Location wise it's just outside of the city centre in the old red light district.  This isn't as bad as it sounds as the area has certainly gone up market in recent years and actually the best boozers are to be found not on the  friendly streets of West Street or even the almost trendy paving slabs of Division Street.  No they are found off the beat and path and just round the corner from The Milestone is The Fat Cat, widely regarded as one of Sheffield's finest ale houses mainly as it sits in the shadow of Kelham Island Brewery.  Both should be combined with a visit to the Milestone if you have time.

Easter Sunday was always going to be busy but even I was a little taken aback by the low level of rowdiness on the afternoon we visited.  It seemed not only were the people of Sheffield using The Milestone as a venue for a lovely Easter tea but also as a launching pad for a pub crawl, a wise choice in both scenarios really and this was not to say it was unpleasant, it gave it a real buzz.  The inside of the restaurant is really nice with plenty of natural light, a simple collection of wooden furniture (with not too many tables crammed in for once!) and a well stocked bar in the corner.  A really nice versatile place that suits having a sit down dinner, a light lunch or even a beer and some nuts.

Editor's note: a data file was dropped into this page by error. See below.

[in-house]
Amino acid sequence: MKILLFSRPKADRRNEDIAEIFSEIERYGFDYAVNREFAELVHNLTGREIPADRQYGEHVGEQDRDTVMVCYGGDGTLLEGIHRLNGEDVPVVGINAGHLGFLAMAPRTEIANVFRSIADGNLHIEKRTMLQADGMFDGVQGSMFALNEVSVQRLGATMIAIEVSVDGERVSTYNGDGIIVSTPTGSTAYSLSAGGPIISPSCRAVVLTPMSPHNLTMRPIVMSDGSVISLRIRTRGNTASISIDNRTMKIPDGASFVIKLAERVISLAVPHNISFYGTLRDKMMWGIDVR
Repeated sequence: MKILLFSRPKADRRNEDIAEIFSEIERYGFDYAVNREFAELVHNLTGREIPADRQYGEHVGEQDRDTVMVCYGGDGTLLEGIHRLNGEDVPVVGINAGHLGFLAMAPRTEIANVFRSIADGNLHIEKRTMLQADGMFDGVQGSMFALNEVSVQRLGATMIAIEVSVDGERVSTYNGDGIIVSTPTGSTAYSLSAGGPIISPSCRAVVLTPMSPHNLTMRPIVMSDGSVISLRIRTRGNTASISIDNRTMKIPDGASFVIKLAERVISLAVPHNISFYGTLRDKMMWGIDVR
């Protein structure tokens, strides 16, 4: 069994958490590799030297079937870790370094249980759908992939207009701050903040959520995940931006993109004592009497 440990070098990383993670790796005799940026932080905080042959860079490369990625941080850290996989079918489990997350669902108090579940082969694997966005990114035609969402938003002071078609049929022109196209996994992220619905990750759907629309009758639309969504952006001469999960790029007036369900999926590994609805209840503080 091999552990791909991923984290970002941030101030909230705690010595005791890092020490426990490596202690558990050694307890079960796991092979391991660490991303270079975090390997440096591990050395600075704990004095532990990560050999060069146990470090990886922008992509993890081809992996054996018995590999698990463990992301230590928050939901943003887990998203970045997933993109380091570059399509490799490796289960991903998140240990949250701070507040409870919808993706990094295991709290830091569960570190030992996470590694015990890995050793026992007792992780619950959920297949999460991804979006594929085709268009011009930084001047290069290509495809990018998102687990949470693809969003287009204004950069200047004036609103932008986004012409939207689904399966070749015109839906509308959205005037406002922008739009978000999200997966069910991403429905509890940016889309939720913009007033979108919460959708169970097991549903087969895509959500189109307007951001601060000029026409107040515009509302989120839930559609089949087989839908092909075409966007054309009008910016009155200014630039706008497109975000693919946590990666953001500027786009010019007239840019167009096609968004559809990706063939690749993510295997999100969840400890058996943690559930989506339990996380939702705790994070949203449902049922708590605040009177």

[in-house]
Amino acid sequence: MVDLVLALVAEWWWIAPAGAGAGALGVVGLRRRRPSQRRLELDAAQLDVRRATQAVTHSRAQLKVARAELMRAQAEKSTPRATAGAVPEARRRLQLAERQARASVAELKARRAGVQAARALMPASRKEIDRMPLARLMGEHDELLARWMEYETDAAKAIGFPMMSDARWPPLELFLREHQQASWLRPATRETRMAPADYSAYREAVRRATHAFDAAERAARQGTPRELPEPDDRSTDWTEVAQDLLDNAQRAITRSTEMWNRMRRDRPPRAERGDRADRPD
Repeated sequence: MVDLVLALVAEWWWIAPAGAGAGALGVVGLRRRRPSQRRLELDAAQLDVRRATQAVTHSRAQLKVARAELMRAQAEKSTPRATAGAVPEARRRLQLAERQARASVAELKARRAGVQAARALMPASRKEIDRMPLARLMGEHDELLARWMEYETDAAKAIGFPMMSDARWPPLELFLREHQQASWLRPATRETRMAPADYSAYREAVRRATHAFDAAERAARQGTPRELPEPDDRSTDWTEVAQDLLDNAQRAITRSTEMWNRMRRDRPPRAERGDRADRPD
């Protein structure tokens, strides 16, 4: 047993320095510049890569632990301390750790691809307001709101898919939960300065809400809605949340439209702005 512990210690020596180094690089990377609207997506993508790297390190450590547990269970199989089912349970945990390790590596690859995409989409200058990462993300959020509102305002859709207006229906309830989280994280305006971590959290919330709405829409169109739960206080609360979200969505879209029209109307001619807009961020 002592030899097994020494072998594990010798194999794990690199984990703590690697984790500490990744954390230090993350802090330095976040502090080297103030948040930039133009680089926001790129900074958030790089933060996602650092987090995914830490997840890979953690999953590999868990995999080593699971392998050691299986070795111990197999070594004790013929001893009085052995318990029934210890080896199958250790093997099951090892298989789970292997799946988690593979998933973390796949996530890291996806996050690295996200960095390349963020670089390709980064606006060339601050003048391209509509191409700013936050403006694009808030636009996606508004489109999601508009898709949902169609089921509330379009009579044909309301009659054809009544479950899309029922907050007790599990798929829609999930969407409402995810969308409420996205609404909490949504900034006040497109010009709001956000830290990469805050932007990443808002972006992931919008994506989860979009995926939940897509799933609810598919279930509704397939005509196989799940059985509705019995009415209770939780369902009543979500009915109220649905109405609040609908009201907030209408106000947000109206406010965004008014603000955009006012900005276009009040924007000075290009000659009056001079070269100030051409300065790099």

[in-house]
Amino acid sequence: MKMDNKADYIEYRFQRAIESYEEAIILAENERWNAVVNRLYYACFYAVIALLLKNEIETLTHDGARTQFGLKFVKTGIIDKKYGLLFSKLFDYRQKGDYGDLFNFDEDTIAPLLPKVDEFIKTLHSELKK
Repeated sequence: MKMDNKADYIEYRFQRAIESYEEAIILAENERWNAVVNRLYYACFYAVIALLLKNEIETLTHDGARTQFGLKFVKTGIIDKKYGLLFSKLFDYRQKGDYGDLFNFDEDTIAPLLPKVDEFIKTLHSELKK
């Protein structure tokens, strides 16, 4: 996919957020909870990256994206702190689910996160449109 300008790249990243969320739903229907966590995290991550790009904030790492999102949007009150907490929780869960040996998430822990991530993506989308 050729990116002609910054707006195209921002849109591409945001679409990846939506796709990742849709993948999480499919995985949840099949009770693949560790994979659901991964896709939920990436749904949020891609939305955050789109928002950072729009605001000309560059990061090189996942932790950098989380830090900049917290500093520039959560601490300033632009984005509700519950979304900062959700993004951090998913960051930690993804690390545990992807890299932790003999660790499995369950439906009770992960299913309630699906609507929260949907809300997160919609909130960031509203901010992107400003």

Menus were promptly delivered to our table and like The Wig & Pen I really like the fact that their menu is printed on rough recycled paper, as they use locally sourced produce their menu does change quite a lot on a regular basis.  A good thing in my book.  Again like The Wig & Pen they have a great deal on the menu which is two courses for £14 and three courses for £16.50, I don't think there are many decent restaurants that can offer this kind of value in Manchester, if there are please let me know!